Typically, it is the product manager who is responsible for setting out user requirements, as well as what and why it needs to be developed. As mentioned above, describing “how” may negatively influence the creativity of the development team. So it is advisable to avoid writing in-depth instructions on how to implement each requirement.
Do not treat a product requirements document as a set of strict rules. Instead, be open and always ready to update your PRD with the suggestions from your colleagues. This approach will help you improve the document, and your team will be able to create better products.
A great requirements doc should describe the target audience and product positioning. Such information helps developers and other team members to introduce end-users and, as a result, create more successful products. Our advice is to include this information whenever possible — it does not have to be very detailed, a couple of paragraphs should be enough.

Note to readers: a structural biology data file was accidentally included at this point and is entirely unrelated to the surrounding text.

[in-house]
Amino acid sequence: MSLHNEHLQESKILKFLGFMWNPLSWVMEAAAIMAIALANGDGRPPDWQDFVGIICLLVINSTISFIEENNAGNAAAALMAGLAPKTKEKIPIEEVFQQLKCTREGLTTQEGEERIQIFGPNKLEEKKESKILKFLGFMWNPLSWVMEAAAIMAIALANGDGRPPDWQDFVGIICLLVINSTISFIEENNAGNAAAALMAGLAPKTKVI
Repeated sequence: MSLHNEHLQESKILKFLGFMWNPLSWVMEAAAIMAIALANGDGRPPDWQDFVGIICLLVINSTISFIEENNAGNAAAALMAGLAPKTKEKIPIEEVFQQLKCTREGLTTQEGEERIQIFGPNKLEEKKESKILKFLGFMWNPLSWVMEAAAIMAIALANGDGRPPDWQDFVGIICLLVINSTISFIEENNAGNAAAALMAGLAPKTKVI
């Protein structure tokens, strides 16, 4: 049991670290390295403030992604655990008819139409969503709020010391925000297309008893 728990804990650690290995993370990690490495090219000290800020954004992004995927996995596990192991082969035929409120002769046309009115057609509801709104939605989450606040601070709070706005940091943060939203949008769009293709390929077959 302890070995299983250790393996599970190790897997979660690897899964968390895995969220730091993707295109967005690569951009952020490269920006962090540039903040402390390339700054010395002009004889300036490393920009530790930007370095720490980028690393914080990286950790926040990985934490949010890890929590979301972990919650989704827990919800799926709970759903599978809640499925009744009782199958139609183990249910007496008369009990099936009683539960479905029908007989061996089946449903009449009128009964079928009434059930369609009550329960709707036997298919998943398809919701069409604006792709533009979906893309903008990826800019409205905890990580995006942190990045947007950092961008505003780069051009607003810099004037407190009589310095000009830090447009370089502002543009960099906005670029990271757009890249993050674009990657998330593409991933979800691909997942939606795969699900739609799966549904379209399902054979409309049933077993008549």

If new terms or familiar terms with a new sense are used in your PRD — make sure that there is a corresponding glossary. This will help ensure that all your readers (some of which may not have the necessary technical knowledge) understand what you have in mind.
To a large extent, a PRD can bring great results when it is well-designed and shared with every stakeholder. Use our tips and tricks to write a well-thought-out PRD. Also, ensure that every team member involved in the software development knows about the existence of the PRD, can access it and easily suggest updates when needed.